US5875857A - Accumulator charging system - Google Patents

Accumulator charging system Download PDF

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Publication number
US5875857A
US5875857A US08/663,280 US66328096A US5875857A US 5875857 A US5875857 A US 5875857A US 66328096 A US66328096 A US 66328096A US 5875857 A US5875857 A US 5875857A
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US
United States
Prior art keywords
accumulator
piston
section
cylinder
annular formation
Prior art date
Legal status (The legal status is an assumption and is not a legal conclusion. Google has not performed a legal analysis and makes no representation as to the accuracy of the status listed.)
Expired - Fee Related
Application number
US08/663,280
Inventor
Jarmo Uolevi Leppanen
Roger Robarts Briggs
Original Assignee
Leppaenen; Jarmo Uolevi
Briggs; Roger Robarts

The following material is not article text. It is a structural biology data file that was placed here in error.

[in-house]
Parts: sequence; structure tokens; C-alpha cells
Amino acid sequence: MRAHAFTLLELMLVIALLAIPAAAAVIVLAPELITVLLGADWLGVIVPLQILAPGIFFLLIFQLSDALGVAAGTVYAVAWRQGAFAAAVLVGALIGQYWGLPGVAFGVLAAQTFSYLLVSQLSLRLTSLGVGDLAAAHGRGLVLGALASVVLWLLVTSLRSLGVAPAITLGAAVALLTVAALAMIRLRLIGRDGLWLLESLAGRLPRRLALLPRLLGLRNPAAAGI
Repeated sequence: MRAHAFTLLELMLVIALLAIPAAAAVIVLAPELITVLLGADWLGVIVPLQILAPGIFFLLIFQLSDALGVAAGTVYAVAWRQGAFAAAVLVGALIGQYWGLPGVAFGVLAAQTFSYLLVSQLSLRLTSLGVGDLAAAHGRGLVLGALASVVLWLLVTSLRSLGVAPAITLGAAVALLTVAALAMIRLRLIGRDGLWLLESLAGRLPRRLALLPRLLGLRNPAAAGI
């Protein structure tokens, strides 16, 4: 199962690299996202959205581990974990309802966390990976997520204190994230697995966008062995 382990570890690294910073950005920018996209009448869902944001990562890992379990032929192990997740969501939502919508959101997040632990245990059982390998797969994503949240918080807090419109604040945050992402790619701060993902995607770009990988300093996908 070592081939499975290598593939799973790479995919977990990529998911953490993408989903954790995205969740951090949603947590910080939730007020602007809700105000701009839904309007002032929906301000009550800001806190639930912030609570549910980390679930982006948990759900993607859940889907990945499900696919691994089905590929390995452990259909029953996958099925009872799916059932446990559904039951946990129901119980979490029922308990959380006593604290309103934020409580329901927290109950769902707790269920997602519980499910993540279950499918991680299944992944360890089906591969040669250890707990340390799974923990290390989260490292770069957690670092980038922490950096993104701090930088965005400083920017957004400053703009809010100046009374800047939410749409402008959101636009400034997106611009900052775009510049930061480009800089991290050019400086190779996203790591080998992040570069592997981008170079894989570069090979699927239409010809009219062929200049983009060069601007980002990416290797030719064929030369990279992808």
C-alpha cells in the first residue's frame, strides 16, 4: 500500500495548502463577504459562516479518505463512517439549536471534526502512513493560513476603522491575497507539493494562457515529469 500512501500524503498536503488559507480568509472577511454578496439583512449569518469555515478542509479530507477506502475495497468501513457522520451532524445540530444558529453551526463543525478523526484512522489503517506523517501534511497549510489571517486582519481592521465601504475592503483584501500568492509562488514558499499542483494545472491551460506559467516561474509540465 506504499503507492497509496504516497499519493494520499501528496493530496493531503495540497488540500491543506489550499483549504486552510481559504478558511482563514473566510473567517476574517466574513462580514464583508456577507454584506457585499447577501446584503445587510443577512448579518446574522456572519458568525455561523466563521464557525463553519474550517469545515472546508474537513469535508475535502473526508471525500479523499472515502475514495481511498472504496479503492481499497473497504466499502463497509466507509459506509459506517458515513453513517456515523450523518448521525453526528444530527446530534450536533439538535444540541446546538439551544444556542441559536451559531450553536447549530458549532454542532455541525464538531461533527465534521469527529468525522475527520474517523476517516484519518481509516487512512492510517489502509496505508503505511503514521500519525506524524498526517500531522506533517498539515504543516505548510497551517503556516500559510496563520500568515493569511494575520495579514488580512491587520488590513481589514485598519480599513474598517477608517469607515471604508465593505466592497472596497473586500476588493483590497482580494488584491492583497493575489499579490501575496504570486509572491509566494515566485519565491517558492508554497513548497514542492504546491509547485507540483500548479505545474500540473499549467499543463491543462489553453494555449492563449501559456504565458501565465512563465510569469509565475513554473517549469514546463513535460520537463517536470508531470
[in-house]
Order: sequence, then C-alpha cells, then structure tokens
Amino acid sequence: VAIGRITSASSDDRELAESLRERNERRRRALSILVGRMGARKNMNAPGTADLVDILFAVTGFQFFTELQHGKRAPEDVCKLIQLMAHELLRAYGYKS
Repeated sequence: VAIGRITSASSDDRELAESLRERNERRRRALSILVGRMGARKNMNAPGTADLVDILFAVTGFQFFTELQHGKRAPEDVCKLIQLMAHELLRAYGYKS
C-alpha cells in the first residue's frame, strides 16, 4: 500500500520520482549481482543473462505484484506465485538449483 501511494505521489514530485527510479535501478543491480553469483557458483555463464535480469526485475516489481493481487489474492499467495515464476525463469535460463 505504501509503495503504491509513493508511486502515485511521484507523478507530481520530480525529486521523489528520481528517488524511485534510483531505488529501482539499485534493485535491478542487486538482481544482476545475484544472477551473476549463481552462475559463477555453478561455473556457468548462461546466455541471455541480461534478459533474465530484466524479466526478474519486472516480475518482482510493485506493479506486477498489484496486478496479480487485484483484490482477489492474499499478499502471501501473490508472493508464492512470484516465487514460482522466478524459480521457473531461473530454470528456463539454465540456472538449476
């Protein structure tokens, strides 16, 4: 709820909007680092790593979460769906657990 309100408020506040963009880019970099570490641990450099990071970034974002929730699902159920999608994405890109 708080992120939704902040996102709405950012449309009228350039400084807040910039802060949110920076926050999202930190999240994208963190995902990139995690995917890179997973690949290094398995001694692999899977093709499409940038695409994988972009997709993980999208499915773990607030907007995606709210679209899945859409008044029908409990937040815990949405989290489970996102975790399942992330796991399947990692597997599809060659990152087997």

Priority date (The priority date is an assumption and is not a legal conclusion. Google has not performed a legal analysis and makes no representation as to the accuracy of the date listed.)
Filing date
Publication date
Priority to ZA9309446 priority Critical
Priority to ZA93/9446 priority
Application filed by Leppaenen; Jarmo Uolevi, Briggs; Roger Robarts filed Critical Leppaenen; Jarmo Uolevi
Priority to PCT/GB1994/002727 priority patent/WO1995016548A1/en
Application granted granted Critical
Publication of US5875857A publication Critical patent/US5875857A/en
Anticipated expiration legal-status Critical
Application status is Expired - Fee Related legal-status Critical

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Classifications

    • BPERFORMING OPERATIONS; TRANSPORTING
    • B25HAND TOOLS; PORTABLE POWER-DRIVEN TOOLS; MANIPULATORS
    • B25DPERCUSSIVE TOOLS
    • B25D9/00Portable percussive tools with fluid-pressure drive, i.e. driven directly by fluids, e.g. having several percussive tool bits operated simultaneously